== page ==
The Clinton Tapes is a recounting of author Taylor Branch’s involvement with Bill Clinton from 1993 to 2001 as he worked with the President to create a personal history of the presidency. Determined not to repeat the disastrous secret tapings of President Nixon, unable to carve out regular hours for written notes, and convinced that he would find it nearly impossible to speak alone into a tape recorder, Clinton ultimately suggested that his friend Branch visit him in the White House irregularly—usually by quickened summons—to ask him questions about events in his administration, which, in turn, stimulated the President to provide long, extended discussions and stories archived by twin recorders. Branch’s activities were kept as secret as they could be, and the tapes, perceived from the beginning as Clinton’s personal property, were hidden away by Clinton himself in the White House.
Bill Clinton is a one-man carnival—a magician, tightrope walker, juggler, hot-dog-eating contestant and burlesque show.
As Clinton himself proclaimed, “My only regret is that I have to sleep so much.” “I’d like to be awake all the time.”
Every encounter with Clinton becomes a scatter-gun commentary on the entirety of world events, revealing his total political involvement. More than any other President, except, perhaps, Lyndon Baines Johnson, Clinton loved politics, absolutely reveling in the confrontation and compromise necessary for successful political action.
Revved up, President Clinton continued with summaries of two recent trials in the Whitewater investigation. Should I remind him of our intention to save this legally sensitive material for a separate tape? Part of me bridled at censorship…. Arkansas accounted for a minuscule fraction
of the gargantuan losses that ensued across the national by mismanagement, fraud, or outright theft, and a small part of the Arkansas tab bankrupted thrift institutions associated with the Whitewater land development. The current prosecutions, finally, were not about correction or restitution for any of these failures, which fell against the taxpayers. On the contrary,
said Clinton, they were Ken Starr’s attempt to squeeze vulnerable bankers into making some kind of allegation against Clinton, on promise of leniency.
Clinton perceived, in his first term, they he had had some enormous successes, despite the hostility; but it soon became apparent that the Republicans were determined to vote against anything he or the Democrats might propose simply to claim that opposing party had no agenda. Clinton summarizes the polarities of American politics in terms that are terribly disturbing, but appropriate even today:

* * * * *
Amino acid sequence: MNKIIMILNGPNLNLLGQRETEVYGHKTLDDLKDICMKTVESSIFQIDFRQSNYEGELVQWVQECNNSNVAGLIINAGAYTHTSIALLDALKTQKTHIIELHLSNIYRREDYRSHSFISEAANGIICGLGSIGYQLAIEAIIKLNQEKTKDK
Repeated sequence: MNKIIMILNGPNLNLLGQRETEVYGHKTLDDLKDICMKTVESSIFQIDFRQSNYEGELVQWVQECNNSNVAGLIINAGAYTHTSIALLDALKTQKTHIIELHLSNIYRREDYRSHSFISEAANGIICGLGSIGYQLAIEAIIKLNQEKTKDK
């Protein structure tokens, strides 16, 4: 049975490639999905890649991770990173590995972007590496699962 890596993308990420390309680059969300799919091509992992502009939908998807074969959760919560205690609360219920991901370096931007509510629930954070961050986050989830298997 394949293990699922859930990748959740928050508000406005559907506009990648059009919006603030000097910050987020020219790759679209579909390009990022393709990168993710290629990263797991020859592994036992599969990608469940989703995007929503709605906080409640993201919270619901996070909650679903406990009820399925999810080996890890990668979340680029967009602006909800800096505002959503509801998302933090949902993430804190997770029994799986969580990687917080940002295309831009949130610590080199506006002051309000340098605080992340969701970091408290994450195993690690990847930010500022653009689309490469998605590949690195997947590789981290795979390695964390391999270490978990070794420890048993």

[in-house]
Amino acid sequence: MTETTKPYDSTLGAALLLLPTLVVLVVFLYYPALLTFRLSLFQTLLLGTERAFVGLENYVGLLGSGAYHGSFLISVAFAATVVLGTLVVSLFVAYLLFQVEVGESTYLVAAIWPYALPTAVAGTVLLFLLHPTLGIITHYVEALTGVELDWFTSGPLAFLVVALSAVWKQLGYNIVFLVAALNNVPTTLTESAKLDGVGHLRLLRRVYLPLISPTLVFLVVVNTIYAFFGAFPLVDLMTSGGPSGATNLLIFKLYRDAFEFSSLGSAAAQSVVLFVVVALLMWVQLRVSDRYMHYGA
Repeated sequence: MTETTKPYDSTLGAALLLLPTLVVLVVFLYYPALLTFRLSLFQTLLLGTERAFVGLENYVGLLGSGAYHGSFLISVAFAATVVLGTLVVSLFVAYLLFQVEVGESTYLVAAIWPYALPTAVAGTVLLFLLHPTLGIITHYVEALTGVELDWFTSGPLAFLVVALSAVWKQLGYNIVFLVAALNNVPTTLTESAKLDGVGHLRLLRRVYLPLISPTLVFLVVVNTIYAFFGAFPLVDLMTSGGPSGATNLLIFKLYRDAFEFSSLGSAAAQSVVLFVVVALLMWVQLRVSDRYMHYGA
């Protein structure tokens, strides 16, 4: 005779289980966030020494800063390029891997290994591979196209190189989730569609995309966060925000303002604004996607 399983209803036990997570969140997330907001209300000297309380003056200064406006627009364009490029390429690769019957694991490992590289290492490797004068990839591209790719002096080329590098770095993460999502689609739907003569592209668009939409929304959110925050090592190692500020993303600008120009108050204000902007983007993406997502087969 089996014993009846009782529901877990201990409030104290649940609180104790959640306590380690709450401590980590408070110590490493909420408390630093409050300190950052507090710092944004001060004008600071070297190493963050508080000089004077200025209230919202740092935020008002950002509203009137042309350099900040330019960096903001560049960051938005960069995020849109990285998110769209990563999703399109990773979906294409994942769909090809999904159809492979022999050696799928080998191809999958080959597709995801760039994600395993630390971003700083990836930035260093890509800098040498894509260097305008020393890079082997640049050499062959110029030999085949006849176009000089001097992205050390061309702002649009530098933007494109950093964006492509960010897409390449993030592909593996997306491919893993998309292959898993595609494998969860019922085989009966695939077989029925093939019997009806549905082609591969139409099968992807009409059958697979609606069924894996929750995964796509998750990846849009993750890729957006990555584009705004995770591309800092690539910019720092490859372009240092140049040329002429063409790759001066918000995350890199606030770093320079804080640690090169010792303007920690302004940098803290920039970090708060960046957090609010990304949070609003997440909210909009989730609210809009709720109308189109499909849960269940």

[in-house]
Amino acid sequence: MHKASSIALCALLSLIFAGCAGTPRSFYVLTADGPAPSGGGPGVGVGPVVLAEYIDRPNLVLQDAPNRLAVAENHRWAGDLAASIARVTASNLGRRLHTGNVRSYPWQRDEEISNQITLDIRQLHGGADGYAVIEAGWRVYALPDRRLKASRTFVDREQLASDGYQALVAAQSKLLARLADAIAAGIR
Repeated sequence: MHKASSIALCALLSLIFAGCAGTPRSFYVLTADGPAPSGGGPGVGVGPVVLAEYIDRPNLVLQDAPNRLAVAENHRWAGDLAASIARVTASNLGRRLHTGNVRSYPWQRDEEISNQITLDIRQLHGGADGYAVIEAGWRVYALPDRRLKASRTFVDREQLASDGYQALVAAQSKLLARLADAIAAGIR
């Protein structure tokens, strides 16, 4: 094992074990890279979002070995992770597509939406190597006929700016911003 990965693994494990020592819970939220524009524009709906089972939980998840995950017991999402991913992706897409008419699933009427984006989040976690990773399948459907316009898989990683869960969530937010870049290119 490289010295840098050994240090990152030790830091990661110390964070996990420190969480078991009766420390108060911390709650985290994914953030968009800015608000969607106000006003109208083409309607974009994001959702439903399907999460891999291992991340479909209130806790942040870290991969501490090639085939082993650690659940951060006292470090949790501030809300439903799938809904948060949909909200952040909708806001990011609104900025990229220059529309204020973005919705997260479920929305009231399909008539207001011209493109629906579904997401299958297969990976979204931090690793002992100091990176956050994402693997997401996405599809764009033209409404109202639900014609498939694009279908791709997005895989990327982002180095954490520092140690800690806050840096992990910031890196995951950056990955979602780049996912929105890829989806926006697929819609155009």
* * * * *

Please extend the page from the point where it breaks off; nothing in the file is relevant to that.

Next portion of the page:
“Our politics are like Bosnia,” the president observed. Leaders were so tapped in cycles of payback for prior injuries and wrongs, with the press egging on every fight, that it was hard to see any larger context. He seemed blithely philosophical about this position. Then again, he suggested that a Bosnia could be the epitome of politics—if it finally could attain that rare higher plane….
No matter what one thinks of the man, it is nearly impossible to deny, after reading Branch’s book, that Clinton had a large agenda and saw his role in historical terms that related, in his mind, to that higher plane.. One of the most touching moments in this near-encyclopedic commentary is a moment in which, despite the obvious antagonism he must of felt with former President Nixon, Clinton readily admits:
A month ago today, he had received from Nixon a letter about Russia that Clinton called the most brilliant communication on foreign policy to reach him as president. Nothing else came close, he said. It was about planning for a “post-Yeltsin era,” with penetrating studies of political characters and fledgling countries.
One need only compare that magnanimous view with what the President relates of Robert Dole’s and John McCain’s vindictiveness.
Nowhere in the 1994 elections did a Republican incumbent lose for Congress or governor, while Democrats across the country lost eight senators, eight governors, and fifty-five representatives. Republicans gained control of both legislative chambers in the biggest midterm shift since 1946, the year Clinton was born.
The prospects of Obama, accordingly, who has faced the same political negativity, despite his achievements is disheartening, to say the least.
Human nature drove candidates to seek efficiencies and shortcuts by catering to big money. This required callousness over time, even meanness. It was difficult enough to survive. It was hard to keep sight of public purpose, although he insisted that most politicians tried. His voice caught.
And it was so very hard to be progressive and win.
Los Angeles, July 29, 2010